September 23, 2005

Daily Dose of Tolkien Geekery

Gary the Tolkien Geek rounds out his posting on Book One of The Fellowship of the Ring with Chapter 12 - Flight to the Ford, with an interesting comparison of the time it took Bilbo and Frodo, respectively, to make the journey from the Shire to Rivendell. (What always bothered me about this chapter was Strider's assertion that Weathertop was about half-way between Bree and Rivendell. It certainly didn't seem that way, given the amounts of time taken on the two stages of the journey.)

Gary also mentions the Hobbits' encounter with the old stone trolls from Bilbo's prior adventure:

Tolkien even decides to make a stop at a place familiar to readers to The Hobbit. As they follow a worn path, they discover the troll-hole where Bilbo had found Sting, his elvish blade. Further off in a clearing they come upon the three trolls that were introduced in Chapter 2 of The Hobbit, and stood there still having been turned to stone some sixty years earlier. Frodo and Sam recognize them from the many times Bilbo told them the story. I almost wish, however, that Tolkien had not included this reminder that in his earlier work there were trolls with the names Bill, Bert and Tom that spoke with a cockney dialect. That depiction of trolls seems too inconsistent with the way they are presented in The Lord of the Rings.

I suppose that's the danger of trying to write both a children's and an adult version of the same matter. On the other hand, in one of the earliest chapters of FOTR reporting on the growing threat of evil in the world, Tolkien mentions that trolls were abroad again, no longer dull, but cunning and armed with dreadful weapons. (I can't remember the exact quote.) I always thought this was an attempt to cover the inconsistency of their prior depiction in The Hobbit.

As for Frodo's harrowing arrival at the Ford, I'd just like to point out that Peter Jackson's insertion of Liv Tyler doing a Xena impersonation at this point serves no purpose whatsoever other than to give the audience some eye-candy. Surely you movie buffs are going to let me have this gripe.

By the way, Gary also links to what looks like a very interesting book: Karen Wynn Fonstad's The Atlas of Middle Earth. We wants it! We waaaaaantsss it!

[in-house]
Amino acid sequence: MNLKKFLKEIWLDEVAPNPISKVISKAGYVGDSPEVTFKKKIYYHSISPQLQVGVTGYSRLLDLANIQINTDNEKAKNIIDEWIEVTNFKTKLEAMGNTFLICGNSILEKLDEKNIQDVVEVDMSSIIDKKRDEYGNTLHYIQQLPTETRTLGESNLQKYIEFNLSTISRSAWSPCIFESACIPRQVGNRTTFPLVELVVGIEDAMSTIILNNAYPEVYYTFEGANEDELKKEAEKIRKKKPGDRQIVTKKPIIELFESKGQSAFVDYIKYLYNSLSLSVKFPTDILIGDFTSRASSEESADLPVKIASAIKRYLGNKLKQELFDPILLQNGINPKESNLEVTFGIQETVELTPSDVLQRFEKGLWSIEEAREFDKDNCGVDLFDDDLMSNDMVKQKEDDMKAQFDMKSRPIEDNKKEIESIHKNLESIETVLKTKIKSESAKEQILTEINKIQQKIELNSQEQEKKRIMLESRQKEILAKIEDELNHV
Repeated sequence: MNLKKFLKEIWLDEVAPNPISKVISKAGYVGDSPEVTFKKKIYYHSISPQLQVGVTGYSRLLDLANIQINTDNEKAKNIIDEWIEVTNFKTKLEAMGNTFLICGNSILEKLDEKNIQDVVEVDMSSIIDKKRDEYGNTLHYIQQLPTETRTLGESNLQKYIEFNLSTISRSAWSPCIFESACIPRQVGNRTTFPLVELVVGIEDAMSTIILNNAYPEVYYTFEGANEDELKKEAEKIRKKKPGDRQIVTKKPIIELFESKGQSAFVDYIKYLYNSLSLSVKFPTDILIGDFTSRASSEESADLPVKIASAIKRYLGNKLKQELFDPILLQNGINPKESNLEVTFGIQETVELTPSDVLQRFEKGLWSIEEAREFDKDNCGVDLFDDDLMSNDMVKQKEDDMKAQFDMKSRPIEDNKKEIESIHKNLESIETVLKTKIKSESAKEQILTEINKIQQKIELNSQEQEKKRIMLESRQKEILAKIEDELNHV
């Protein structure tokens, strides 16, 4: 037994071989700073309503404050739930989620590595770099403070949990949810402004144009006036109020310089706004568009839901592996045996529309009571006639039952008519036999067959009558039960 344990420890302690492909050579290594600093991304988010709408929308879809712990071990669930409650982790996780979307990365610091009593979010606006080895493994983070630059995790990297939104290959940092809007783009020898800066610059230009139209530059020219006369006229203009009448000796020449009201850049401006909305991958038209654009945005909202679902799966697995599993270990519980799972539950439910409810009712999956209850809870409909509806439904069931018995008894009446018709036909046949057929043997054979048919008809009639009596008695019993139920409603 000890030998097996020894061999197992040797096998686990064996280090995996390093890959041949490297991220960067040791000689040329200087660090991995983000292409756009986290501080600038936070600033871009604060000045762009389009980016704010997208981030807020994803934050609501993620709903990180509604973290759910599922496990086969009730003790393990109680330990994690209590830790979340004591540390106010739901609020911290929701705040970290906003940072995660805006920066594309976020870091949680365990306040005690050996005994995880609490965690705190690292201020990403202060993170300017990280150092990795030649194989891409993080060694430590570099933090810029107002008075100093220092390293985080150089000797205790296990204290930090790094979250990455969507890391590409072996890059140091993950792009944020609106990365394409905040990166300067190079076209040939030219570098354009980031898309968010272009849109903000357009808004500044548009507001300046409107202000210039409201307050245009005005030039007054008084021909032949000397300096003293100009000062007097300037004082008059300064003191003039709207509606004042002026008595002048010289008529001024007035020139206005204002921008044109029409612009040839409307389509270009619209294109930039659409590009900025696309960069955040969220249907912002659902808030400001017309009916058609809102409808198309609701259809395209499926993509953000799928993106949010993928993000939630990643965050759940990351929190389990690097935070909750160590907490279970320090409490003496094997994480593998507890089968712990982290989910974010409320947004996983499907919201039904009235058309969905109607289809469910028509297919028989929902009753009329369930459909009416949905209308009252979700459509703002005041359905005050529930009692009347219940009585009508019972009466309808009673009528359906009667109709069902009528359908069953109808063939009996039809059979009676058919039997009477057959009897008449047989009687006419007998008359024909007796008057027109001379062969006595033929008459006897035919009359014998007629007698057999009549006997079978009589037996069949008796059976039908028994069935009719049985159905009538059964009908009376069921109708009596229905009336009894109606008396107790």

Posted by Robert at September 23, 2005 10:00 AM | TrackBack

You get the gripe. Or the grippe, if you prefer. I don't seem to be as exercised by some of Jackson's liberties as others, but his inflation of the Aragorn/Arwen storyline (which was practically non-existent) has to be seen as a ploy on the lines of "Titanic", where every director wants to get the crossover female audience involved in what is essentially an action picture.

Posted by: Chris at September 23, 2005 10:47 AM

The Atlas is definitely worth getting. The level of detail is incredible. Ever wonder what Shelob's lair looked like in relation to the Pass at Cirith Ungol? How about floorplan for Bag End? It even has a detailed layout for every battle, including army movements and positions. (cue Stewie Griffin voice) Robert the history buff would certainly appreciate that, wouldn't he now. Yes, I think so.

Posted by: Gary at September 23, 2005 11:45 AM

The grabbing the female audience with romance thing annoys me because using it means that it is assumed that women won't like action movies otherwise. So not true and I can think of plenty of women who weren't happy with the inflation of the Aragorn/Arwen relationship in the movies.

Posted by: jen at September 23, 2005 01:09 PM

One more thing for me to gripe about - I was disappointed with the deflation of the Eowyn-Faramir budding romance in ROTK movie.

Posted by: jen at September 23, 2005 01:10 PM

I think that P.J. had to inflate Arwen's role in order to answer the question that has always troubled us -- why didn't Aragorn pick Eowyn? Clearly, she's better in every respect -- except the whole mortality thing. Whoops -- even there, she's no worse than Arwen.

Posted by: The Colossus at September 23, 2005 01:21 PM

I was an early anti-Arwen crusader. Don't get me wrong, I love the character, but I wanted one of my fave elves -- Glorfindel -- to have his day! Instead, he got knocked into a ditch somewhere while Arwen stole his horse and took all the glory :)

Posted by: Ith at September 23, 2005 03:59 PM

Yes. Very good book. Also has the Silmarilion maps. Very nice.

Posted by: TheRoyalFamily at September 23, 2005 05:18 PM

Ayup, definitely out of my league.

But I'm still a fan.

Not a big, big fan, but a fan nonetheless.

Posted by: Vinnie at September 23, 2005 07:43 PM

Have you ever seen RETURN OF THE KING? where FRODO gets his finger bit off by GOLUM?

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